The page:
Updated: Jul 20
Many interesting Civil War stories, besides those of famous battles, regiments, or generals, exist in a cloak of obscurity, hiding among the lives of the privates who made up the majority of the war’s armies. This story, of two brothers from northern Kentucky, is one of them.
Earlier this year, I read the book The Battle Rages Higher about the Union’s 15th Kentucky Infantry and was pleasantly surprised to learn that several of the regiment's soldiers had connections to my home of Campbell County, Kentucky. This discovery inspired me to research these men and to find out more about the war, or at least some of its soldiers, in my home area.
I began my research with Foster Sellers, whose brief biography in that book indicated he may have lived near my ancestors. As I investigated his story, I found that he had a twin brother, Israel, who also served in the war, though in a different unit. That was an unexpected find, one I believed would make a good story to share.
Foster and Israel Sellers were born in early January 1837 in Bracken County, Kentucky, the location of the town of Augusta, where George Clooney attended high school, and, for Civil War enthusiasts, the town which Basil Duke and his men attacked in September 1862.
They were the sons of Phillip and Kaziah (Green) Sellers. Phillip was a native of Pennsylvania while Kaziah had been born in Ohio. Foster and Israel had two older sisters, a younger brother, and a younger sister.
In April of 1861, Confederate forces fired on Fort Sumter, beginning the Civil War. Six months later, in October, Foster, then working as a farm laborer, enlisted in Company H of the 15th Kentucky Infantry Regiment, beginning his army adventures.
At the time of his enlistment, Foster measured 5 feet, 7 3/4 inches tall with a light complexion, light hair, and blue eyes. He joined for three years.
His regiment, like many, was an active one. Early in its existence, it travelled to sites from its organization at New Haven, Ky., (near Abraham Lincoln’s birthplace), to Bowling Green, Ky., and then to Murfreesboro and Nashville in Tennessee, before arriving in northern Alabama. The men then took part in the Union army’s pursuit of Braxton Bragg’s Confederates in Kentucky, ending with hard fighting at Perryville, the largest battle of the war in the unit's home state.
The Battle Rages Higher describes their fight near the Bottom House at Perryville, including this brief section which mentions Forest’s captain, Joshua Prather. (page 72)
The Fifteenth formed two lines across the top of the hill, feeling the full force of a storm of bullets whizzing past them, and delivered their first volley into the Confederate lines. A horse near the center of the Fifteenth’s line screamed, barely audible over the controlled chaos of the fight...Major Campbell was directly behind Company H, shouting orders left and right when he fell from his saddle. A ball had passed through Campbell’s right arm and lodged in his side. Major Campbell was carried off the field by Capt. Joshua Prather of Company H and Capt. James Allen of Company I.
Paperwork in Foster’s file then listed him as absent, detached on Pioneer Corps for August 31, 1862 through February of 1863. This new unit did not actually exist until early November 1862, so the paperwork was technically incorrect, meaning it is likely that Foster was with the 15th Kentucky until at least early November, including Perryville.
This Pioneer Corps was something about which I had not read much previously, and was a bigger unit than I had realized. It was not just a few men from one regiment, but, rather, men from the entire Army of the Cumberland. Foster was in Company A, 1st Battalion of this group. One article provides an informative read on the pioneers, including this excerpt about how and why the unit came into being:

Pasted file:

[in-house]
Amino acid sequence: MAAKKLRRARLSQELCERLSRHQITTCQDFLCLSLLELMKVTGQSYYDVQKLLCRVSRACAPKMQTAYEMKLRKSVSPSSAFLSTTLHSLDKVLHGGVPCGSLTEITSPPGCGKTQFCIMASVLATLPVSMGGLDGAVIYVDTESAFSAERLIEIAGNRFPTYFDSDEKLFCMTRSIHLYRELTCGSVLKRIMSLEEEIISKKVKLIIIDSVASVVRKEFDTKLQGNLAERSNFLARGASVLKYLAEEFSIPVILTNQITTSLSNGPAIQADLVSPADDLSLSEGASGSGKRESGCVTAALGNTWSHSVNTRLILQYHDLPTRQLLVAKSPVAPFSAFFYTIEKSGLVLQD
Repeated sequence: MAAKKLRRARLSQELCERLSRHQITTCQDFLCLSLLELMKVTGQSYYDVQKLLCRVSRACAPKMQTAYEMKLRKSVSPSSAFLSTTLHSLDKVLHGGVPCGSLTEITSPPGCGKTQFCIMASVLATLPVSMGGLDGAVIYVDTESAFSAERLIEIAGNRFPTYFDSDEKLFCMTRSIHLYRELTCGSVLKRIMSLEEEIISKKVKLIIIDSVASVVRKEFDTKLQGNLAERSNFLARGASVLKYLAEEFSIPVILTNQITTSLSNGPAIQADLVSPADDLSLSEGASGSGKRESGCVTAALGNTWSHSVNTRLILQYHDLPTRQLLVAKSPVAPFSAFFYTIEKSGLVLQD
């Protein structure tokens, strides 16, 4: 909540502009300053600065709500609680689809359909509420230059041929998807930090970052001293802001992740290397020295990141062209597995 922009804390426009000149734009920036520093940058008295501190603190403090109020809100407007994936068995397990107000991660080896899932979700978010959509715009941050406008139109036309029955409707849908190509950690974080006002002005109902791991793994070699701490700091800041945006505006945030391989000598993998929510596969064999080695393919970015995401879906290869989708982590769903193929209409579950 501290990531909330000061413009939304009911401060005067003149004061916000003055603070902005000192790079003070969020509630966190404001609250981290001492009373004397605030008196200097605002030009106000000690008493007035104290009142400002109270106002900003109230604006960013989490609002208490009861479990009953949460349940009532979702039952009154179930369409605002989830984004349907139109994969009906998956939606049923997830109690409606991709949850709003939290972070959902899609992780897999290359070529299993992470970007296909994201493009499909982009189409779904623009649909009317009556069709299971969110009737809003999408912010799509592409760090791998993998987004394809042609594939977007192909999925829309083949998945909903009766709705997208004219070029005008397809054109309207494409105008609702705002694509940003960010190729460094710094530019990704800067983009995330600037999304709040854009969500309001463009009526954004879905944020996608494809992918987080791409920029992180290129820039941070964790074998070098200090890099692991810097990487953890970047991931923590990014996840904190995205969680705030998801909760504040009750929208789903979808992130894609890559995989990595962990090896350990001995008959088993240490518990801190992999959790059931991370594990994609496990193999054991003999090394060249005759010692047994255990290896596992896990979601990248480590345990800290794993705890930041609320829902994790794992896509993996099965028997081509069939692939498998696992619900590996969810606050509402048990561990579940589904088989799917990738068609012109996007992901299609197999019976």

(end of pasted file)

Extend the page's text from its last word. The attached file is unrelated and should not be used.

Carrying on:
In the western theater…the army’s supply lines often stretched hundreds of miles and the challenging terrain only served to exacerbate the problems. But in the fall of 1862, Maj.Gen.William S. Rosecrans took command of the Army of the Cumberland…He was well versed in military engineering and not only served in the Corps of Engineers after graduation from West Point, but returned to the Academy in 1843 to spend two years teaching engineering. With a solid engineering foundation, Rosecrans envisioned a solution to the problems facing his army. There were not enough engineering officers or enlisted soldiers in the regular army to solve the problem. The solution would have to come from the troops he already had at hand. He imagined a larger and more systematic approach. So, on November 3, 1862, he issued General Orders No. 3.
(The general orders gave the specifics of the brigade’s organization. Please read the rest at the above link.)
It also gives this general overview of the unit’s duties:
George W. Morris of the 81st Indiana describes his observations on General Oder No. 3: “Their work was to build bridges, railroads, cut roads through the cedars for the ambulances, and everything else that the army had to do. A number of times they were fighting like the balance of the army.”
While Foster was in this brigade, the men of the 15th remained in Kentucky and Tennessee, eventually advancing to Murfreesboro, where they were in another bloody contest, the Battle of Stone’s River. They remained near Murfreesboro until June 1863.
Craig Swan wrote a nice piece about the Pioneer unit with some information about its performance at that battle.
Foster’s paperwork shows he remained with the pioneers for only a few months, as he was ordered back to regiment on March 11, 1863 while at Murfreesboro. No reason is given for this order, though the first link reports:
But for all their success, the Pioneer Brigade had its problems. Because of their detached status, soldiers were often still in their original unit rosters. This created complications with pay and equipment issues. In contrast to their laudable work in the field, the brigade created a reputation that was less than positive. Shaman writes, “While the Pioneers performed well enough when concentrated for engineer work under Morton’s watchful eye, they did particularly badly when scattered on pioneer duty with the army.”